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A History in the Glen

It is not until the late-thirteenth or early-fourteenth centuries that specific written evidence associated with Glencoe emerges. Tradition suggests that the MacIain MacDonalds first acquired the lands of Glencoe after the Wars of Independence, through Iain og Fhraoch (Iain of the Heather).  Their direct ancestor was Angus Og, the first of the Clan Donald to be given the area of Lochaber, the valuable land at the head of Loch Linnhe.  These lands, including Glencoe, had originally belonged to the MacDougalls.  But when the MacDougalls found themselves on the wrong side of Robert I (Robert the Bruce), their lands were divided up and given to the King’s allies and supporters.  One of the first in line was Angus Og, who had brought the MacDonalds to fight on the side of the King at Bannockburn.  In turn, Angus Og passed the lands of Glencoe to his son Iain og Fhraoch and, taking his title, his descendants - the chiefs of Glencoe - were known as MacIain - son of John.  The written record of medieval charters confirms the MacIain association, with grants of lands of Glencoe "terram de Glanchomyr  (lands of Glencoe)" confirmed to Angus Og's son, John of Islay in 1343.  

Unfortunately for the MacIains, by the second half of the fifteenth century, the power of the MacDonald Lords of the Isles was beginning to crumble.  In 1493 James IV finally succeeded, aided by the first Earl of Argyll, Colin Campbell, in abolishing the Lordship.  Among the possessions seized by the Crown were the lands of Glencoe. The MacIain MacDonalds who lived in the Glen had no charter or legal title to their lands, holding them only ‘by the sword’.  They therefore found themselves to be tenants of the area under a series of different clan chiefs, the area coming under the control initially of the Stewarts of Appin and later of the Campbells of Glenorchy and Argyll.

At its peak the MacIain MacDonald clan numbered between 500 and 600 people, living in an area which stretched along the southern shores of Loch Leven from west of Ballachulish to east of Invercoe and south along Glen Coe.  In the 1590s the lands were decribed thus: "This Glencone is a twenty markland, which pertaineth to certane of the Clandonald. This countrie is verie profitable fertill and plenteous of corne, milk, butter, cheese and abundance of fish both salmond and herrings and other kynd of fishes therein."  In the 17th century sturdy black cattle were raised and grazed, sheep were kept for wool, milk and meat, barley and oats were grown.  The houses were traditionally built of stone, turf and wattle and thatched with straw, bracken or heather.  The climate was harsh and life may often have been a struggle, but the MacIain MacDonalds of Glencoe were a fiercely proud and independent people.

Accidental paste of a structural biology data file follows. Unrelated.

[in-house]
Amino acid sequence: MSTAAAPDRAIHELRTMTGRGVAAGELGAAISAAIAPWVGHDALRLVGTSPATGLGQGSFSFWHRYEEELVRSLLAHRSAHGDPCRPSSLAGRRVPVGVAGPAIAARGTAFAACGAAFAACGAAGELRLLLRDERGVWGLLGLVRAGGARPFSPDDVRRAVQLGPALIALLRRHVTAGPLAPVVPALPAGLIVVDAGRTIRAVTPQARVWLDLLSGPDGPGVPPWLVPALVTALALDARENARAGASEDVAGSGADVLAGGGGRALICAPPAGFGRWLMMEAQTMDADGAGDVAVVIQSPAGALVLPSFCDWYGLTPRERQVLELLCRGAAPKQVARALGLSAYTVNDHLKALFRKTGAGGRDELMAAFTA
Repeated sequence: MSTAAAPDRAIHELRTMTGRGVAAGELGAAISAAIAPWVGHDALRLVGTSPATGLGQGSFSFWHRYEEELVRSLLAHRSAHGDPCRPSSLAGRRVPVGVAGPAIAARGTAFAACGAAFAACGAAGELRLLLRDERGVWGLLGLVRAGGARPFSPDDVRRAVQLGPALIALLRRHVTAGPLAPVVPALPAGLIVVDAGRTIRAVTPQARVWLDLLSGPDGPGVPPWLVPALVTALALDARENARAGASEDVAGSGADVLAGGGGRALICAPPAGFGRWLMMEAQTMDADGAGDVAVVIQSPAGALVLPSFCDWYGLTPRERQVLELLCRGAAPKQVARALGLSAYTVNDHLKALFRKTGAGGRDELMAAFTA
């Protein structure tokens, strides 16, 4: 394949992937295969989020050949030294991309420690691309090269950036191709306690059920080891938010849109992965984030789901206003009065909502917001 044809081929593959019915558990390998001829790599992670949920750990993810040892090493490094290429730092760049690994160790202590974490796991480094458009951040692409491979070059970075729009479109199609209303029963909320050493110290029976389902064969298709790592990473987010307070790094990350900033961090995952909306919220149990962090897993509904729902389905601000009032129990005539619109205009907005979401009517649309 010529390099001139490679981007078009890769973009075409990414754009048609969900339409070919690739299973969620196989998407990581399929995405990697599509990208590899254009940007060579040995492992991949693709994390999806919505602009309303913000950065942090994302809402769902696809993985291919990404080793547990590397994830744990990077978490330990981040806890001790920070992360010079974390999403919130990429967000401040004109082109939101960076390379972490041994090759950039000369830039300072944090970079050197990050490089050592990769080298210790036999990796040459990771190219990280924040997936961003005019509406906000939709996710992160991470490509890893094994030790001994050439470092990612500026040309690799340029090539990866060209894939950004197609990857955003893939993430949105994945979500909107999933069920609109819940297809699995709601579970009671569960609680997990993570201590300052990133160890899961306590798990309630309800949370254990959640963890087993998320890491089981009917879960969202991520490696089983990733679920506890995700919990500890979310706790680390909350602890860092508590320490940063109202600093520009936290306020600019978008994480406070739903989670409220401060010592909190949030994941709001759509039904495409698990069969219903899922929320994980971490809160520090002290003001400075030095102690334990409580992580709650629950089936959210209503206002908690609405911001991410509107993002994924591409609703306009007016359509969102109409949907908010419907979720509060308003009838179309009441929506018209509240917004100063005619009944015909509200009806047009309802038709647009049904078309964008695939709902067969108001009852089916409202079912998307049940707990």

Much has been made of the clan rivalry between the MacDonalds and the Campbells during the seventeenth century to try to explain the massacre of 13th February 1692.  The MacDonalds did raid cattle from their Campbell neighbours, but so did many clans - the activity was common throughout the Highlands, since cattle were among the most valuable commodities.  Further tensions arose between the clans when Archibald Campbell, the tenth Earl of Argyll, gained unrivalled power and influence in his unofficial role as the King’s agent in the Highlands.  Politically, too, the MacDonalds and the Campbells held opposing views.  The Campbells were supporters of the Protestant King William of Orange, who had gained the thrones of England and Scotland when the Catholic King James VII fled to France in 1689.  In contrast, the MacDonalds were Jacobites, supporters of James, whom they believed to be the rightful king.  The Massacre of Glencoe has often been portrayed as a tale of Campbells butchering MacDonalds, but in reality responsibility for the massacre went right to the heart of the establishment.  It was part of a government plan to bring the troublesome Highlanders into line behind King William.
Eilean Munde
Eilean Munde


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